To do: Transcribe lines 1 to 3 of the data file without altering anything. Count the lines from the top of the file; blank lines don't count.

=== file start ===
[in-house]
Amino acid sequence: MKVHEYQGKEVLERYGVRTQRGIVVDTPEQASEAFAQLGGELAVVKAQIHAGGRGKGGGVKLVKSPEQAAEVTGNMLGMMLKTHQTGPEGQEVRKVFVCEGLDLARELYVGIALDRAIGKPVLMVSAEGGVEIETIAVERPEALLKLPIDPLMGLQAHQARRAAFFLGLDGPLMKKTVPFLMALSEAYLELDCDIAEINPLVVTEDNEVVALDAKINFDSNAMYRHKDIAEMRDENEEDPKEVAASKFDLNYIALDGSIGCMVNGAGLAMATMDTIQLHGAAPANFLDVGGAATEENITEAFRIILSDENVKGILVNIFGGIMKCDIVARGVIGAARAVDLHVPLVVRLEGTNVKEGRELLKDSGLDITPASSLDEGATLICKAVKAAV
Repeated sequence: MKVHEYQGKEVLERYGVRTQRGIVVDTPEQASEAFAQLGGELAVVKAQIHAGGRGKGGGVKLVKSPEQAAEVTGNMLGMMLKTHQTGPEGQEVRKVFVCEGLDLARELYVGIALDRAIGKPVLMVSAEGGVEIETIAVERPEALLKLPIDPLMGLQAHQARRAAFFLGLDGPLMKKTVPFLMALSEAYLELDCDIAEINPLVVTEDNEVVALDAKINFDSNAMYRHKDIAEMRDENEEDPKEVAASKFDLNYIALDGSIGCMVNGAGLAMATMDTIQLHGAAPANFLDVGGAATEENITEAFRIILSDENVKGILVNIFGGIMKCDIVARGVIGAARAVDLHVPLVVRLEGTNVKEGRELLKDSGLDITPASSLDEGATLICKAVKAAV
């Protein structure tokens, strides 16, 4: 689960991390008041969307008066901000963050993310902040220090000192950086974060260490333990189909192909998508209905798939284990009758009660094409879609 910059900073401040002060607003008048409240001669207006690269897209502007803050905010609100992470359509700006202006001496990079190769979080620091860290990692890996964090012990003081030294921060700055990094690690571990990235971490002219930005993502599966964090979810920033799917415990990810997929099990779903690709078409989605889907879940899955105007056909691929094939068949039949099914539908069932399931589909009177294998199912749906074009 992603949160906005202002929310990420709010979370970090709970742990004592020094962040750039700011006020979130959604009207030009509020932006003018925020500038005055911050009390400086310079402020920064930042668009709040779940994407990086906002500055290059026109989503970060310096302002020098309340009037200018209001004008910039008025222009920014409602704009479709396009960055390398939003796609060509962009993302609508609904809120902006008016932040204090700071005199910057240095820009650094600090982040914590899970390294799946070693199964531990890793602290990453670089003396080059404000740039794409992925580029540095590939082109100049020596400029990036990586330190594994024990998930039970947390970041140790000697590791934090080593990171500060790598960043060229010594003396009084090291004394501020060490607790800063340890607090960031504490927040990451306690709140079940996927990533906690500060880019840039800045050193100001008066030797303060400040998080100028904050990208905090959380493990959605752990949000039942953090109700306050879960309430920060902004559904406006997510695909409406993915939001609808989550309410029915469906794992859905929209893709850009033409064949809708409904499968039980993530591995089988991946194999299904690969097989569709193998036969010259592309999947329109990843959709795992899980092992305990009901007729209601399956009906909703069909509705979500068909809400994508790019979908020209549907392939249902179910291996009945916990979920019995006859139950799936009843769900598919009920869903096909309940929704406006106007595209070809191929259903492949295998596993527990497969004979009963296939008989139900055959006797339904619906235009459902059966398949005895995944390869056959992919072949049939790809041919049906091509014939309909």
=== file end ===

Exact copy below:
[in-house]
Amino acid sequence: MKVHEYQGKEVLERYGVRTQRGIVVDTPEQASEAFAQLGGELAVVKAQIHAGGRGKGGGVKLVKSPEQAAEVTGNMLGMMLKTHQTGPEGQEVRKVFVCEGLDLARELYVGIALDRAIGKPVLMVSAEGGVEIETIAVERPEALLKLPIDPLMGLQAHQARRAAFFLGLDGPLMKKTVPFLMALSEAYLELDCDIAEINPLVVTEDNEVVALDAKINFDSNAMYRHKDIAEMRDENEEDPKEVAASKFDLNYIALDGSIGCMVNGAGLAMATMDTIQLHGAAPANFLDVGGAATEENITEAFRIILSDENVKGILVNIFGGIMKCDIVARGVIGAARAVDLHVPLVVRLEGTNVKEGRELLKDSGLDITPASSLDEGATLICKAVKAAV
Repeated sequence: MKVHEYQGKEVLERYGVRTQRGIVVDTPEQASEAFAQLGGELAVVKAQIHAGGRGKGGGVKLVKSPEQAAEVTGNMLGMMLKTHQTGPEGQEVRKVFVCEGLDLARELYVGIALDRAIGKPVLMVSAEGGVEIETIAVERPEALLKLPIDPLMGLQAHQARRAAFFLGLDGPLMKKTVPFLMALSEAYLELDCDIAEINPLVVTEDNEVVALDAKINFDSNAMYRHKDIAEMRDENEEDPKEVAASKFDLNYIALDGSIGCMVNGAGLAMATMDTIQLHGAAPANFLDVGGAATEENITEAFRIILSDENVKGILVNIFGGIMKCDIVARGVIGAARAVDLHVPLVVRLEGTNVKEGRELLKDSGLDITPASSLDEGATLICKAVKAAV